A family that turned their golden retriever into a rug for ‘posterity’ after it died

A family that turned their golden retriever into a rug for ‘posterity’ after it died

By Piyush Arora

MELBOURNE, AUSTRALIA: From keeping their beloved pets’ photos in their purses to getting a tattoo with their companions’ ashes, many pet owners find different heart-warming ways to honor their pets’ memory after they die. However, an Australian family may have gone too far in their pursuit of keeping the memory of their pet alive, according to NY Post.

Making an unusual choice, an Australian family chose to transform their beloved golden retriever into a rug after it died. The family hired a Melbourne-based company named Chimera Taxidermy to create the memorial keepsake. Maddy, the 29-year-old owner of the company, said the method was “definitely not for everyone,” and she respected that. Taxidermy is the art of preserving an animal, often by stuffing or mounting them.

In an Instagram post on October 25, Maddy talked about how she transformed the skin and fur of the golden retriever into a rug. “Beautiful old golden retriever preserved as a pelt for his family,” Maddy captioned the video. She explained in the video, “The pelt has been tanned and turned to leather so the fur won’t fall out, meaning it’ll remain in good condition for years to come.” The post has been going viral and has already garnered more than 6,000 views and has been shared 106 times as of Monday, November 6.

However, the post sparked a heated debate on social media. While many users slammed the company for the service, some users supported it and said it was helping people cope with the grief of losing their beloved pets. “For me, this is so inappropriate, selfish & sickening. Pets are not meant to become carpets or rugs. I think it’s not love but savage. If only dogs can talk, once they see what they have done, no dogs would enter their house forever – ‘we ain’t Frankenstein dogs,'” a user said, slamming the company.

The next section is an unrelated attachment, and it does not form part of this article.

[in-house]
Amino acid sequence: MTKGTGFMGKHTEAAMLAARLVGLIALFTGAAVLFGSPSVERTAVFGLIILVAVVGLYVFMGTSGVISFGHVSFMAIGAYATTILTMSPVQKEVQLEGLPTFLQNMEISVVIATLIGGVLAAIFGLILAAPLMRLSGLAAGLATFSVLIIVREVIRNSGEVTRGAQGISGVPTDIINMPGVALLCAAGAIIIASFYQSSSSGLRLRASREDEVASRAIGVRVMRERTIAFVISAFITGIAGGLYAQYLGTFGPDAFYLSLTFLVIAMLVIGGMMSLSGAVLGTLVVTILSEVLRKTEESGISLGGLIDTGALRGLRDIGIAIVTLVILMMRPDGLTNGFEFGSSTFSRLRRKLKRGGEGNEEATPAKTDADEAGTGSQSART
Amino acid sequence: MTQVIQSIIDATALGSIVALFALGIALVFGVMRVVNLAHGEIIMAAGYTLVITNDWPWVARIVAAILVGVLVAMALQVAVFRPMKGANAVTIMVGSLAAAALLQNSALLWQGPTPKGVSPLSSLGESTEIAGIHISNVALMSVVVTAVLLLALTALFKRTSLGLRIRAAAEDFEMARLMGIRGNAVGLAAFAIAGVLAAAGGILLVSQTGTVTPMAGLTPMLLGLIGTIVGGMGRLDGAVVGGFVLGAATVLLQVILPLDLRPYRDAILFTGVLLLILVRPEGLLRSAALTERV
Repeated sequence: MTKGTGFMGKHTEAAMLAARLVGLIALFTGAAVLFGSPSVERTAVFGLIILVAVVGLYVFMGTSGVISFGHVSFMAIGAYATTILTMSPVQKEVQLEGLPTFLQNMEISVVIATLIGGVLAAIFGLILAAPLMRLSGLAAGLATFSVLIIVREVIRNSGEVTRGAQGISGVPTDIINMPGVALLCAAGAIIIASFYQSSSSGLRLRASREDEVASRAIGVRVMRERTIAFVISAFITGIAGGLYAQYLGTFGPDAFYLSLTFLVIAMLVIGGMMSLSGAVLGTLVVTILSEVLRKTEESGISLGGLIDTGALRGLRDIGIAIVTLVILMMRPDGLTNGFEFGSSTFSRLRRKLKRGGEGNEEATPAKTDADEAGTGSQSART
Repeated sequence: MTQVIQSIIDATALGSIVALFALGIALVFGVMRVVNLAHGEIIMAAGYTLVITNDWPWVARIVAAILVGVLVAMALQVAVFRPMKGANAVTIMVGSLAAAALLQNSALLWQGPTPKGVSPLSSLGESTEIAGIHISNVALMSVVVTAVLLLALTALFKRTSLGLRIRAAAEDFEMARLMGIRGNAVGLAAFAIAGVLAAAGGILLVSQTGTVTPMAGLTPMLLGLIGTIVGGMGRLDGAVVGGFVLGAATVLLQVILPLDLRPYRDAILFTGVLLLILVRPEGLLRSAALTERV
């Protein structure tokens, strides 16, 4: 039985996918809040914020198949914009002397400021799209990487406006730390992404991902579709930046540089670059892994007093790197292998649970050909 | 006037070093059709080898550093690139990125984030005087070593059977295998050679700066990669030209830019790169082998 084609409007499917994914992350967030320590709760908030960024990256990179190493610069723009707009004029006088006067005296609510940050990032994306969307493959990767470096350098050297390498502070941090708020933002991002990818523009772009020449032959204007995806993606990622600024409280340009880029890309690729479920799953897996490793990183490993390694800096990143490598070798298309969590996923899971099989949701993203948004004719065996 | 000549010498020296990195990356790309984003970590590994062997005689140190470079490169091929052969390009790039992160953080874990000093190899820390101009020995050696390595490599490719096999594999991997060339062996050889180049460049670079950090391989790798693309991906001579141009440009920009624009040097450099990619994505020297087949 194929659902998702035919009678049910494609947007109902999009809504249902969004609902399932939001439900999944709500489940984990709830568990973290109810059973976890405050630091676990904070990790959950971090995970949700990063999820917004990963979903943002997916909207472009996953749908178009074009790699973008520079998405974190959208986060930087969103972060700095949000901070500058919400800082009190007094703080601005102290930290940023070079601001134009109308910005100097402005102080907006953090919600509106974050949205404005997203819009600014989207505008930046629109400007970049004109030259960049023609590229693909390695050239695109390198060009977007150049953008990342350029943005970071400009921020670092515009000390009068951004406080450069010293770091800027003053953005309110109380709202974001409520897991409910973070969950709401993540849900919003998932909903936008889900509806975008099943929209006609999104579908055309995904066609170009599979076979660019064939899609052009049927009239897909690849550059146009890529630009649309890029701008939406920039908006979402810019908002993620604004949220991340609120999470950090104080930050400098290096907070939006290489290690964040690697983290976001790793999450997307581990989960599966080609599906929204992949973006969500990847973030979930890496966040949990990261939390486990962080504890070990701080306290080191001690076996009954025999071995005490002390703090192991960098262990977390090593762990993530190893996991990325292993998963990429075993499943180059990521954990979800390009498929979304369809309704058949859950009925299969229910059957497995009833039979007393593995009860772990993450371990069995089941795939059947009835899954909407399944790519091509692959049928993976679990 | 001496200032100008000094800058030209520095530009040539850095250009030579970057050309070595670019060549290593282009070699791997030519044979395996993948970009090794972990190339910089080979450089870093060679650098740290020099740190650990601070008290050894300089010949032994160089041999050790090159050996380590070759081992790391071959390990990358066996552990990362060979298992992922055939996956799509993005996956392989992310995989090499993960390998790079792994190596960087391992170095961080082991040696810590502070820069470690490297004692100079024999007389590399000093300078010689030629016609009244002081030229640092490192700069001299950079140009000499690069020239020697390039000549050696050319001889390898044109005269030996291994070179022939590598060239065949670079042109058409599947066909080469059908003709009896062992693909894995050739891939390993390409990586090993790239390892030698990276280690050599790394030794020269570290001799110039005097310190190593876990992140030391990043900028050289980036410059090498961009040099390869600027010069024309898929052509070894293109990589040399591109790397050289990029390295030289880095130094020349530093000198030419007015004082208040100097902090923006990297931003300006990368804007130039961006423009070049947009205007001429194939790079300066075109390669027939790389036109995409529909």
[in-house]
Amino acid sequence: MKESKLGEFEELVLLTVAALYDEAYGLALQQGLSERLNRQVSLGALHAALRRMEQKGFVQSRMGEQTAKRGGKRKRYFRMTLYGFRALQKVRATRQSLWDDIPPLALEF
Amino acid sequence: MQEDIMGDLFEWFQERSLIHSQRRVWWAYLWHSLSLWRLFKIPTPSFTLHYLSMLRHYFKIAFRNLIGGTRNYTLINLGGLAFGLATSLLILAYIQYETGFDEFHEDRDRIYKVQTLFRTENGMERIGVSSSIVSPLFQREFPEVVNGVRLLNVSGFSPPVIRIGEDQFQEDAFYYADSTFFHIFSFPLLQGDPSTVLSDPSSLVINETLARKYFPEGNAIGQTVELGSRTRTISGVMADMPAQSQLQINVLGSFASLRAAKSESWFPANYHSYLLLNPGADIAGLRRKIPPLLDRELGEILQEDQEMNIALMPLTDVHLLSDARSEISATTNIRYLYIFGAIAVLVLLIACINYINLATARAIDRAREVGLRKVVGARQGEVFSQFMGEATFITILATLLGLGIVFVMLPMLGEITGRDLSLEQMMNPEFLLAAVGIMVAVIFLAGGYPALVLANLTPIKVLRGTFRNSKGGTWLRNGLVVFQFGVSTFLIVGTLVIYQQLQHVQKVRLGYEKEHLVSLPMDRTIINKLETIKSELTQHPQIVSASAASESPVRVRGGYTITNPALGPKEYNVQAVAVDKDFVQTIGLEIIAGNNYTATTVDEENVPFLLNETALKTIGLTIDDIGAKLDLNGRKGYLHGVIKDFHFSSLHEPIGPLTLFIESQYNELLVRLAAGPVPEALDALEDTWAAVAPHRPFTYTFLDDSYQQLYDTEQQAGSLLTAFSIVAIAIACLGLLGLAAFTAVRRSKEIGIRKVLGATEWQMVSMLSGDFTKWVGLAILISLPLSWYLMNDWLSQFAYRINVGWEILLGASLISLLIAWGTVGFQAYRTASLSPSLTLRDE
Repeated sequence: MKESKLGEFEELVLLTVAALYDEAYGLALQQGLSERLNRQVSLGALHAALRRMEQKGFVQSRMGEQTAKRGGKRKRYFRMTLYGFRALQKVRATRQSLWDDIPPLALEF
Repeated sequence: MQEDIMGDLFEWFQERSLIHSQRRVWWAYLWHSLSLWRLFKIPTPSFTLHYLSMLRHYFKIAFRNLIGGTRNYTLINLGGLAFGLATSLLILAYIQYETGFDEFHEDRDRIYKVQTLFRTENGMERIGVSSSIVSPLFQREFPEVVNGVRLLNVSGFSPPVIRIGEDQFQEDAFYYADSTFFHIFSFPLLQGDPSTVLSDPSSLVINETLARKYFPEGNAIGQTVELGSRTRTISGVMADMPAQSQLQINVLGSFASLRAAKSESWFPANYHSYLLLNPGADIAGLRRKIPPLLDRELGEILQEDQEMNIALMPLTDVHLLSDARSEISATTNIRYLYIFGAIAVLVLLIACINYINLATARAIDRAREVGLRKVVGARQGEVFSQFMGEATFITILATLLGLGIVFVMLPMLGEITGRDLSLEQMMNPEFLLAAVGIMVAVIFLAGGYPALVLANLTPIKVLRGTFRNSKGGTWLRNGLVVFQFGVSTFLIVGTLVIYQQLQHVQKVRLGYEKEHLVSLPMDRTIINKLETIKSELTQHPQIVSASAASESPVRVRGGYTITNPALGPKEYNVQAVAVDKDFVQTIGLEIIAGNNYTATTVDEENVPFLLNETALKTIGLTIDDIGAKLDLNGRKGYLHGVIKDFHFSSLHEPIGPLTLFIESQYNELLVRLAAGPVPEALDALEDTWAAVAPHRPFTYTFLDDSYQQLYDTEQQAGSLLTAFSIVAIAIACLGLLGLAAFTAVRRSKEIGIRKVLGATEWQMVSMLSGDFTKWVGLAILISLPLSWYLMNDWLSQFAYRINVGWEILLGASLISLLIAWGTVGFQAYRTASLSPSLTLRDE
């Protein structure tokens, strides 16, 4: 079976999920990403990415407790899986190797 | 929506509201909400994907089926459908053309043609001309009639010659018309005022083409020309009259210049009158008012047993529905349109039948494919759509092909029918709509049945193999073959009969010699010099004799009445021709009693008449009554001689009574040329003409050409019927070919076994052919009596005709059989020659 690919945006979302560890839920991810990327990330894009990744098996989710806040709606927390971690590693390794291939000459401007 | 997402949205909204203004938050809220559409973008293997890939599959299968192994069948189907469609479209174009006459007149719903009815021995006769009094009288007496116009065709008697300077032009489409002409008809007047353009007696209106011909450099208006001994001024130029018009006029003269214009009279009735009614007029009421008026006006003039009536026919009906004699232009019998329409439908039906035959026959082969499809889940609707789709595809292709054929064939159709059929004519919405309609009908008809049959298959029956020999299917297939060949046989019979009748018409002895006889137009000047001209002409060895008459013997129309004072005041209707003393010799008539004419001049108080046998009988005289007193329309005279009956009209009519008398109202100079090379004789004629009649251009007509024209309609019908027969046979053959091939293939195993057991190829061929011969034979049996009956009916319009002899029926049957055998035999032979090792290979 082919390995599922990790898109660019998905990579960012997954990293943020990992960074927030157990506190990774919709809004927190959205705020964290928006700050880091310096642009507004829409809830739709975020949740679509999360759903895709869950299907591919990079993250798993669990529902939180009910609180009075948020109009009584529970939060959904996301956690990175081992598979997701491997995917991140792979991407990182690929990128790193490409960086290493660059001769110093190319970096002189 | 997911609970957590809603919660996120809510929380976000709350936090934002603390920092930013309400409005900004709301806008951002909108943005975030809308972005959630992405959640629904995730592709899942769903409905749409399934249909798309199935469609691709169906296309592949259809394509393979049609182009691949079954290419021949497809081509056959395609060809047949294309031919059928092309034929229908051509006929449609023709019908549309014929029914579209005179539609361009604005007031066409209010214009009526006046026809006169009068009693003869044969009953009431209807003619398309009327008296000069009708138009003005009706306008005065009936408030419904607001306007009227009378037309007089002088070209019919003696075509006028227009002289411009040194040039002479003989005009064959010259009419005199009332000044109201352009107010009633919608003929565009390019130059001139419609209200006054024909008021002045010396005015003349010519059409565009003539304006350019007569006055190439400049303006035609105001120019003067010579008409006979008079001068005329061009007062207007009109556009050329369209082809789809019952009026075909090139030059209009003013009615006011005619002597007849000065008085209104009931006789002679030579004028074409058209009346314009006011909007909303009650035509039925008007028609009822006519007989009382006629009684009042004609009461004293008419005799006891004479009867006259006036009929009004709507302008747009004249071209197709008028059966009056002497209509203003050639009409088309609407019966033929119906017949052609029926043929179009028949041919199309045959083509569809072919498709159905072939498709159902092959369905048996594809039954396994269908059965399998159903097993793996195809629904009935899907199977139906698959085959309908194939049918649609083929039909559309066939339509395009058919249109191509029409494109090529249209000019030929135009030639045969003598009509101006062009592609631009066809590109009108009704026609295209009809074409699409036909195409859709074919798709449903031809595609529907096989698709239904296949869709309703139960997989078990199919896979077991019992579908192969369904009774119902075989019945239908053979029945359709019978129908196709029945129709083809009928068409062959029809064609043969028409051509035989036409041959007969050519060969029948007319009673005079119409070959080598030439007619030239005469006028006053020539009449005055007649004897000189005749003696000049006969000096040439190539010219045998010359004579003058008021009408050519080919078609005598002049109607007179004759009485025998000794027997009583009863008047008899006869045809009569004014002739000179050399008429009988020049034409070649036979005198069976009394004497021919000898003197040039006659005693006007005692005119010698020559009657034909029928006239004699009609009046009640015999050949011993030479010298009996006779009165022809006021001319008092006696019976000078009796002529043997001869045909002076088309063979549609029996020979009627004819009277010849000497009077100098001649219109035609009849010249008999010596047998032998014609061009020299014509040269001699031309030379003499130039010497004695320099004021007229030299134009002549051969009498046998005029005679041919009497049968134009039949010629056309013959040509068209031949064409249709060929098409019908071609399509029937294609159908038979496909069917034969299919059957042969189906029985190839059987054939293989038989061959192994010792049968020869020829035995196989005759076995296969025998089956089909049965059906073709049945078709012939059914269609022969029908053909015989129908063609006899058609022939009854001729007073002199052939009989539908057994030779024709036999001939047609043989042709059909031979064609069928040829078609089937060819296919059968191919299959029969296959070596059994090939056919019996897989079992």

Another user said “This…is so not a show nor form of love for one’s pets. Someone should have intervened and said how bad an idea (and how distasteful) it is… Yikes.”

“Nah! Just have some stuff toy customized in your pet’s likeness. Or if pet cremation possible then turn the ashes into an art piece ie dog sculpture,” a third said while a fourth user added, “There is nothing wrong with this. I personally use every bit of my beloved pets. I grill the meat, I use the organs as fertilizer for my tomatoes, and I turn their rawhide into beautiful tanned leather for gloves, shoes or sometimes their furs into hats.”

Addressing the reactions, Maddy, who has been running the business since she was 18, shared a follow-up post on Friday, November 4, explaining that the pelts were stored away or were put on display but were definitely not used as rugs to walk on, as some people had assumed. She reportedly said, “I didn’t make a living room rug out of this golden retriever. I create alternative pet memorials for those that want to keep a physical reminder of their pet. Some people choose only part of the pelt, some people choose the entire pelt. The pets I preserve are not floor rugs. They are stored alongside ashes, photos, artwork, collars and whatever other mementos the owner has kept. It’s the same concept as storing an urn on the shelf.”




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